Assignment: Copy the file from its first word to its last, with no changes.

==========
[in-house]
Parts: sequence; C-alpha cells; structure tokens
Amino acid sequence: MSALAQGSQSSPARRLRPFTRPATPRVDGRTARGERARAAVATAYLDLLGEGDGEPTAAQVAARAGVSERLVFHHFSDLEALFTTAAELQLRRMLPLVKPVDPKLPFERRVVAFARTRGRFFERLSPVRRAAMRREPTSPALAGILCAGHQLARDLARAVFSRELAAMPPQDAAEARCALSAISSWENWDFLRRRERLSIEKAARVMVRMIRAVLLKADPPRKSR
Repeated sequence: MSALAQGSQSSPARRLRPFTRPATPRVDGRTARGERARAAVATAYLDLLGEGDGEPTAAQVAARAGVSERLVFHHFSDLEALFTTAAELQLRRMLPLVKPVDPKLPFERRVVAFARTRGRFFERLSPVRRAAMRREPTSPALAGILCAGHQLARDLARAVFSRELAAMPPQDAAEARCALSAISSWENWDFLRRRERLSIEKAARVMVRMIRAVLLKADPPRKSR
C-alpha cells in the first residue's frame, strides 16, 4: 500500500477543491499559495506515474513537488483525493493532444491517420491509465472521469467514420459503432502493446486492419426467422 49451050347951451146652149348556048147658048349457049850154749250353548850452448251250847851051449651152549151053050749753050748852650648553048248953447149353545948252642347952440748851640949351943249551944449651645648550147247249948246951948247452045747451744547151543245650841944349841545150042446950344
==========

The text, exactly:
[in-house]
Parts: sequence; C-alpha cells; structure tokens
Amino acid sequence: MSALAQGSQSSPARRLRPFTRPATPRVDGRTARGERARAAVATAYLDLLGEGDGEPTAAQVAARAGVSERLVFHHFSDLEALFTTAAELQLRRMLPLVKPVDPKLPFERRVVAFARTRGRFFERLSPVRRAAMRREPTSPALAGILCAGHQLARDLARAVFSRELAAMPPQDAAEARCALSAISSWENWDFLRRRERLSIEKAARVMVRMIRAVLLKADPPRKSR
Repeated sequence: MSALAQGSQSSPARRLRPFTRPATPRVDGRTARGERARAAVATAYLDLLGEGDGEPTAAQVAARAGVSERLVFHHFSDLEALFTTAAELQLRRMLPLVKPVDPKLPFERRVVAFARTRGRFFERLSPVRRAAMRREPTSPALAGILCAGHQLARDLARAVFSRELAAMPPQDAAEARCALSAISSWENWDFLRRRERLSIEKAARVMVRMIRAVLLKADPPRKSR
C-alpha cells in the first residue's frame, strides 16, 4: 500500500477543491499559495506515474513537488483525493493532444491517420491509465472521469467514420459503432502493446486492419426467422 49451050347951451146652149348556048147658048349457049850154749250353548850452448251250847851051449651152549151053050749753050748852650648553048248953447149353545948252642347952440748851640949351943249551944449651645648550147247249948246951948247452045747451744547151543245650841944349841545150042446950344